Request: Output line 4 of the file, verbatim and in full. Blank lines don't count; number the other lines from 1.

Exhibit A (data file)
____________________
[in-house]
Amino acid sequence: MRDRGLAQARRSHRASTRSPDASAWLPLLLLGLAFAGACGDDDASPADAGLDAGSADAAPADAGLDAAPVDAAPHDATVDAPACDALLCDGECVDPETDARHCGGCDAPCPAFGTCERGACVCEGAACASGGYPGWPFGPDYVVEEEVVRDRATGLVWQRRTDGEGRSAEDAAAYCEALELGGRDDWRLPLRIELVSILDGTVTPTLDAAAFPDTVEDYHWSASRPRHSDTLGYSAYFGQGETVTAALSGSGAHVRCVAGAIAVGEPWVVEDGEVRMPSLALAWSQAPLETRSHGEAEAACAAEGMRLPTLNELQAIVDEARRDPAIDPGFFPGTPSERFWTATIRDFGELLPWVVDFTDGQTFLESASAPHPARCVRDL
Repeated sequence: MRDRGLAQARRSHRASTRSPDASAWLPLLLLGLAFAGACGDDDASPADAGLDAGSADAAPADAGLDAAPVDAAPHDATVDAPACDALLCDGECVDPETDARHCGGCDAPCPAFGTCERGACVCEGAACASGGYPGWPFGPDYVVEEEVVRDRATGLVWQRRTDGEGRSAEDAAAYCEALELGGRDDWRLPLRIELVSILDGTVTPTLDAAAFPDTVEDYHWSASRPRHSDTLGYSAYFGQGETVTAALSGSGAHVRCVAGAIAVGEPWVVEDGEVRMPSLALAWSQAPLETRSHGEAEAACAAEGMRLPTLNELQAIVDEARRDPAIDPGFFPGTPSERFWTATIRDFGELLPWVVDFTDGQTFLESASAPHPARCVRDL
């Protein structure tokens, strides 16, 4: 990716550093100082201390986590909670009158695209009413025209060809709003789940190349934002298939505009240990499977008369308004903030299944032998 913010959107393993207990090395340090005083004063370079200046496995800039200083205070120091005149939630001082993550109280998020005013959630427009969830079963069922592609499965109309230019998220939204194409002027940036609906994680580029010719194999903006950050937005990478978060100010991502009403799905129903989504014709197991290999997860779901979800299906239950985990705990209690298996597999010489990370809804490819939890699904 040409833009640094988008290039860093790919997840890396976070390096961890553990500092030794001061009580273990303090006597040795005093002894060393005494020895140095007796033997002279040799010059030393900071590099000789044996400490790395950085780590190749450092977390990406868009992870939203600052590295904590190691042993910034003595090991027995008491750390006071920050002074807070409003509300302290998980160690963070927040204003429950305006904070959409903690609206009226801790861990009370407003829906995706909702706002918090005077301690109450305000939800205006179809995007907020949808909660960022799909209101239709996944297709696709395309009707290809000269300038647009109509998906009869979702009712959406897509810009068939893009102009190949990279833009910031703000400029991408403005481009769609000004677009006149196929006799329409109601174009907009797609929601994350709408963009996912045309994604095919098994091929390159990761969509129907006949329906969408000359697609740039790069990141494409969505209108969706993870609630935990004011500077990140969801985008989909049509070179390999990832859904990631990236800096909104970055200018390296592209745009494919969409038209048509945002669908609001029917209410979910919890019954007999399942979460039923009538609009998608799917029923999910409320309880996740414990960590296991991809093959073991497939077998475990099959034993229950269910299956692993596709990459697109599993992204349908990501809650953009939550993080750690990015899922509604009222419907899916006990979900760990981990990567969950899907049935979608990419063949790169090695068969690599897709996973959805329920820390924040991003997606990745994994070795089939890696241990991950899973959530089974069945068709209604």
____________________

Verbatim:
């Protein structure tokens, strides 16, 4: 990716550093100082201390986590909670009158695209009413025209060809709003789940190349934002298939505009240990499977008369308004903030299944032998 913010959107393993207990090395340090005083004063370079200046496995800039200083205070120091005149939630001082993550109280998020005013959630427009969830079963069922592609499965109309230019998220939204194409002027940036609906994680580029010719194999903006950050937005990478978060100010991502009403799905129903989504014709197991290999997860779901979800299906239950985990705990209690298996597999010489990370809804490819939890699904 040409833009640094988008290039860093790919997840890396976070390096961890553990500092030794001061009580273990303090006597040795005093002894060393005494020895140095007796033997002279040799010059030393900071590099000789044996400490790395950085780590190749450092977390990406868009992870939203600052590295904590190691042993910034003595090991027995008491750390006071920050002074807070409003509300302290998980160690963070927040204003429950305006904070959409903690609206009226801790861990009370407003829906995706909702706002918090005077301690109450305000939800205006179809995007907020949808909660960022799909209101239709996944297709696709395309009707290809000269300038647009109509998906009869979702009712959406897509810009068939893009102009190949990279833009910031703000400029991408403005481009769609000004677009006149196929006799329409109601174009907009797609929601994350709408963009996912045309994604095919098994091929390159990761969509129907006949329906969408000359697609740039790069990141494409969505209108969706993870609630935990004011500077990140969801985008989909049509070179390999990832859904990631990236800096909104970055200018390296592209745009494919969409038209048509945002669908609001029917209410979910919890019954007999399942979460039923009538609009998608799917029923999910409320309880996740414990960590296991991809093959073991497939077998475990099959034993229950269910299956692993596709990459697109599993992204349908990501809650953009939550993080750690990015899922509604009222419907899916006990979900760990981990990567969950899907049935979608990419063949790169090695068969690599897709996973959805329920820390924040991003997606990745994994070795089939890696241990991950899973959530089974069945068709209604």